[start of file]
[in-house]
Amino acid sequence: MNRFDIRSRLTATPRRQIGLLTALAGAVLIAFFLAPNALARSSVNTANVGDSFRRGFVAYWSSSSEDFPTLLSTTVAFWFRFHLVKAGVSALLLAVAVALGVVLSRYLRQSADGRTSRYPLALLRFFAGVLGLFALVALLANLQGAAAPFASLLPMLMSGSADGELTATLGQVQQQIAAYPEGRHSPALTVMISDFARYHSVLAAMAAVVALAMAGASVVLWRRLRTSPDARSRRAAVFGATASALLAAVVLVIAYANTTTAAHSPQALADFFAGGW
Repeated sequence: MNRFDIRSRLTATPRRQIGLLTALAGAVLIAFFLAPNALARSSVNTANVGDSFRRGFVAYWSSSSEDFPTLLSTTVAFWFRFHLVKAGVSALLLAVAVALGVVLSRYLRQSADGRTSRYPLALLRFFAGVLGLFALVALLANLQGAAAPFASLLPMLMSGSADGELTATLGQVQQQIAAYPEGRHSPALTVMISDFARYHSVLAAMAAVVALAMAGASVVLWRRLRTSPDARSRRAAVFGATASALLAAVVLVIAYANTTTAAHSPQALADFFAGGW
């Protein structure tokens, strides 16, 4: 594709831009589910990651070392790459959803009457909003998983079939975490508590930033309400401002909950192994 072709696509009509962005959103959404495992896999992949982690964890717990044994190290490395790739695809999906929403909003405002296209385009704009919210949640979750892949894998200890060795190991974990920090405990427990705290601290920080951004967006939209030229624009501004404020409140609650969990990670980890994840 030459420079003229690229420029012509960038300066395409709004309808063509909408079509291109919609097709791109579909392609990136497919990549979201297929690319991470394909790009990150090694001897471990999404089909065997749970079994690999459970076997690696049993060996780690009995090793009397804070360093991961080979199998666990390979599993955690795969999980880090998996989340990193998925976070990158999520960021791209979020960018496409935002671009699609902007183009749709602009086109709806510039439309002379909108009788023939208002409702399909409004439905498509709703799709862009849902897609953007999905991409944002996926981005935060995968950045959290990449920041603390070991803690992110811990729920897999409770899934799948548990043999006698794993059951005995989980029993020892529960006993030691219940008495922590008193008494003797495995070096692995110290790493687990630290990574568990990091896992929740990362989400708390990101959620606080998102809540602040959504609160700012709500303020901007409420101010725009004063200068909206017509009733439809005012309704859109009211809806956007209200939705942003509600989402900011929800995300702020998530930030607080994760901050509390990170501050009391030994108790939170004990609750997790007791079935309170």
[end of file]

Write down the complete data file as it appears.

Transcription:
[in-house]
Amino acid sequence: MNRFDIRSRLTATPRRQIGLLTALAGAVLIAFFLAPNALARSSVNTANVGDSFRRGFVAYWSSSSEDFPTLLSTTVAFWFRFHLVKAGVSALLLAVAVALGVVLSRYLRQSADGRTSRYPLALLRFFAGVLGLFALVALLANLQGAAAPFASLLPMLMSGSADGELTATLGQVQQQIAAYPEGRHSPALTVMISDFARYHSVLAAMAAVVALAMAGASVVLWRRLRTSPDARSRRAAVFGATASALLAAVVLVIAYANTTTAAHSPQALADFFAGGW
Repeated sequence: MNRFDIRSRLTATPRRQIGLLTALAGAVLIAFFLAPNALARSSVNTANVGDSFRRGFVAYWSSSSEDFPTLLSTTVAFWFRFHLVKAGVSALLLAVAVALGVVLSRYLRQSADGRTSRYPLALLRFFAGVLGLFALVALLANLQGAAAPFASLLPMLMSGSADGELTATLGQVQQQIAAYPEGRHSPALTVMISDFARYHSVLAAMAAVVALAMAGASVVLWRRLRTSPDARSRRAAVFGATASALLAAVVLVIAYANTTTAAHSPQALADFFAGGW
């Protein structure tokens, strides 16, 4: 594709831009589910990651070392790459959803009457909003998983079939975490508590930033309400401002909950192994 072709696509009509962005959103959404495992896999992949982690964890717990044994190290490395790739695809999906929403909003405002296209385009704009919210949640979750892949894998200890060795190991974990920090405990427990705290601290920080951004967006939209030229624009501004404020409140609650969990990670980890994840 030459420079003229690229420029012509960038300066395409709004309808063509909408079509291109919609097709791109579909392609990136497919990549979201297929690319991470394909790009990150090694001897471990999404089909065997749970079994690999459970076997690696049993060996780690009995090793009397804070360093991961080979199998666990390979599993955690795969999980880090998996989340990193998925976070990158999520960021791209979020960018496409935002671009699609902007183009749709602009086109709806510039439309002379909108009788023939208002409702399909409004439905498509709703799709862009849902897609953007999905991409944002996926981005935060995968950045959290990449920041603390070991803690992110811990729920897999409770899934799948548990043999006698794993059951005995989980029993020892529960006993030691219940008495922590008193008494003797495995070096692995110290790493687990630290990574568990990091896992929740990362989400708390990101959620606080998102809540602040959504609160700012709500303020901007409420101010725009004063200068909206017509009733439809005012309704859109009211809806956007209200939705942003509600989402900011929800995300702020998530930030607080994760901050509390990170501050009391030994108790939170004990609750997790007791079935309170």